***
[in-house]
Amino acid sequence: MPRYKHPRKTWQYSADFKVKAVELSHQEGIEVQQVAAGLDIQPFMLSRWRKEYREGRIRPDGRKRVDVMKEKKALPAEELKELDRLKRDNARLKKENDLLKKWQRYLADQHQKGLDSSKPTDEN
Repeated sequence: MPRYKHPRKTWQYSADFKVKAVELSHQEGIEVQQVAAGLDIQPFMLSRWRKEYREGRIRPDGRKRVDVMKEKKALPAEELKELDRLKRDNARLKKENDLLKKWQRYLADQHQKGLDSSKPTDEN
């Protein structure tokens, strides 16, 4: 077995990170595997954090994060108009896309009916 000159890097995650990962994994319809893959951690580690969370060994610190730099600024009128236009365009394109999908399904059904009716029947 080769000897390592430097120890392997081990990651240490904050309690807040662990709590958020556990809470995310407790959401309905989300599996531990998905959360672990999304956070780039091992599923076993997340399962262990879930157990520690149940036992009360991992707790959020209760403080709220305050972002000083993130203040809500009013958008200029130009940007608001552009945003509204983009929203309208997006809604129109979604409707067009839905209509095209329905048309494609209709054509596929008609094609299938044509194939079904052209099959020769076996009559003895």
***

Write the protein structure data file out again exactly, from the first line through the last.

[in-house]
Amino acid sequence: MPRYKHPRKTWQYSADFKVKAVELSHQEGIEVQQVAAGLDIQPFMLSRWRKEYREGRIRPDGRKRVDVMKEKKALPAEELKELDRLKRDNARLKKENDLLKKWQRYLADQHQKGLDSSKPTDEN
Repeated sequence: MPRYKHPRKTWQYSADFKVKAVELSHQEGIEVQQVAAGLDIQPFMLSRWRKEYREGRIRPDGRKRVDVMKEKKALPAEELKELDRLKRDNARLKKENDLLKKWQRYLADQHQKGLDSSKPTDEN
């Protein structure tokens, strides 16, 4: 077995990170595997954090994060108009896309009916 000159890097995650990962994994319809893959951690580690969370060994610190730099600024009128236009365009394109999908399904059904009716029947 080769000897390592430097120890392997081990990651240490904050309690807040662990709590958020556990809470995310407790959401309905989300599996531990998905959360672990999304956070780039091992599923076993997340399962262990879930157990520690149940036992009360991992707790959020209760403080709220305050972002000083993130203040809500009013958008200029130009940007608001552009945003509204983009929203309208997006809604129109979604409707067009839905209509095209329905048309494609209709054509596929008609094609299938044509194939079904052209099959020769076996009559003895």